Time was when the meeting of the Juilliard String Quartet and Mozart was more like a mugging than a friendly encounter. One suffered the cuffing about of the Classic, itching--as were the players themselves--for involvement in the coming storms and stresses of Bartok and Beethoven: music that could take it.

All three composers were represented on Thursday for the finale of the Juilliard's season-spanning series at Ambassador Auditorium. And, as has been the case throughout 1986-87, there were no low points, no slighting of one composer in preparation for, or at the expense of, another.

The Juilliard is in incomparable form these days: Their concerts are object lessons in the art of ensemble playing and the art of communicating the essence of the music at hand, whatever its period or style.

The lyric refinement, the aristocratic hauteur of Mozart's Quartet in D, K. 575, were projected with blithe delicacy--and an underpinning of rhythmic steel. This was the Juilliard sound at its lightest and purest, the ensemble personality at its most gracious.

Bartok has been a Juilliard priority since the ensemble's founding 40-plus years ago by first violinist Robert Mann, the sole remaining member of the original group. Today's Bartok-by-Juilliard is, however, nothing like the earth-shaking experience of even half a dozen years ago.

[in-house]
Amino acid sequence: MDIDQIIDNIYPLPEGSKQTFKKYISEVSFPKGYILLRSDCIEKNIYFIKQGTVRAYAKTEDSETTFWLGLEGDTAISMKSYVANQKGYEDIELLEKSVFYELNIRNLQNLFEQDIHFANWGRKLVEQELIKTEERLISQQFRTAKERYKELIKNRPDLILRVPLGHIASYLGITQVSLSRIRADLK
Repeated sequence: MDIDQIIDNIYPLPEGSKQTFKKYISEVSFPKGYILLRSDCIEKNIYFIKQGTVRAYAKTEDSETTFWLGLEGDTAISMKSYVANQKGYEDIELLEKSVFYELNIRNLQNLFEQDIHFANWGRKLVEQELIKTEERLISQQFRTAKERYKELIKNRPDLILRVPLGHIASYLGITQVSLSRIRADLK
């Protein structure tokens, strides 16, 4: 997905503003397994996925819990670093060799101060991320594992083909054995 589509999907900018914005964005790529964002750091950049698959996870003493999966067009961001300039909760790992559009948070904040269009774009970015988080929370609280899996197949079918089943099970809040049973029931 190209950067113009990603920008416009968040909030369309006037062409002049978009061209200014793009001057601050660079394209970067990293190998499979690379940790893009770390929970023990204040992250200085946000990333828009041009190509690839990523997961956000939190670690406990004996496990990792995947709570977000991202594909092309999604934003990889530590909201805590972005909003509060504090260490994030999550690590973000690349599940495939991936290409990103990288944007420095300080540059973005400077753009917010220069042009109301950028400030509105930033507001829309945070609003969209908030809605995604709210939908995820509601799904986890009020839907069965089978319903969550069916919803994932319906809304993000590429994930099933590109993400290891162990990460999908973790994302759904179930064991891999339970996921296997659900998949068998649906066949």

On this occasion, in the Fifth Quartet, the current model Juilliard--violinists Mann and Joel Smirnoff, violist Samuel Rhodes, cellist Joel Krosnick--showed that it can be as romantic, as sweet-toned as any Hungarian ensemble without invalidating the tensions and dark passions of the composer's inspiration.

The players gave their audience--and themselves--no quarter in an extraordinarily long, arduous program by concluding with what may well the most demanding, physically and emotionally, of Beethoven's quartets: the work in C-sharp minor, Opus 131. It was played with a degree of technical and formal mastery that, simply, beggars description.

Beethoven--and Mozart and Bartok and, indeed, string quartet playing--doesn't get any better than this.

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